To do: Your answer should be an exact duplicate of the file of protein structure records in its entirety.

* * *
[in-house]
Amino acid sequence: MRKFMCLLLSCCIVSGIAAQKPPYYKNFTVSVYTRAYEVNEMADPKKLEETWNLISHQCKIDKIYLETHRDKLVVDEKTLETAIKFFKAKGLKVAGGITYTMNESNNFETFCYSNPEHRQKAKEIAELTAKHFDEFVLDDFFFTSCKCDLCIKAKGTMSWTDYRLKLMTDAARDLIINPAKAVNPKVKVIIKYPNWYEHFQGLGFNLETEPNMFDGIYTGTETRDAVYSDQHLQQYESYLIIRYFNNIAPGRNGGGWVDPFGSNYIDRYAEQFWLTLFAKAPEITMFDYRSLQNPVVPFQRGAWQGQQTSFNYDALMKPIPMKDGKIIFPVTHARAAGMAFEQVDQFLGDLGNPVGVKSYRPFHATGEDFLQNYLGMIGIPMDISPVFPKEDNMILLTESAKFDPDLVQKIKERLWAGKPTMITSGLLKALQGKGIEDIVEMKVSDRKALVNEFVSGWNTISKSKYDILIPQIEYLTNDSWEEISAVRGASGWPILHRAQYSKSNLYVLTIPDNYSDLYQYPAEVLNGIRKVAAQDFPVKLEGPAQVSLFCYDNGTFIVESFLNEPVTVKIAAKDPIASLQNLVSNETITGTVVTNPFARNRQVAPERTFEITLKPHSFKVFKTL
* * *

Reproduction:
[in-house]
Amino acid sequence: MRKFMCLLLSCCIVSGIAAQKPPYYKNFTVSVYTRAYEVNEMADPKKLEETWNLISHQCKIDKIYLETHRDKLVVDEKTLETAIKFFKAKGLKVAGGITYTMNESNNFETFCYSNPEHRQKAKEIAELTAKHFDEFVLDDFFFTSCKCDLCIKAKGTMSWTDYRLKLMTDAARDLIINPAKAVNPKVKVIIKYPNWYEHFQGLGFNLETEPNMFDGIYTGTETRDAVYSDQHLQQYESYLIIRYFNNIAPGRNGGGWVDPFGSNYIDRYAEQFWLTLFAKAPEITMFDYRSLQNPVVPFQRGAWQGQQTSFNYDALMKPIPMKDGKIIFPVTHARAAGMAFEQVDQFLGDLGNPVGVKSYRPFHATGEDFLQNYLGMIGIPMDISPVFPKEDNMILLTESAKFDPDLVQKIKERLWAGKPTMITSGLLKALQGKGIEDIVEMKVSDRKALVNEFVSGWNTISKSKYDILIPQIEYLTNDSWEEISAVRGASGWPILHRAQYSKSNLYVLTIPDNYSDLYQYPAEVLNGIRKVAAQDFPVKLEGPAQVSLFCYDNGTFIVESFLNEPVTVKIAAKDPIASLQNLVSNETITGTVVTNPFARNRQVAPERTFEITLKPHSFKVFKTL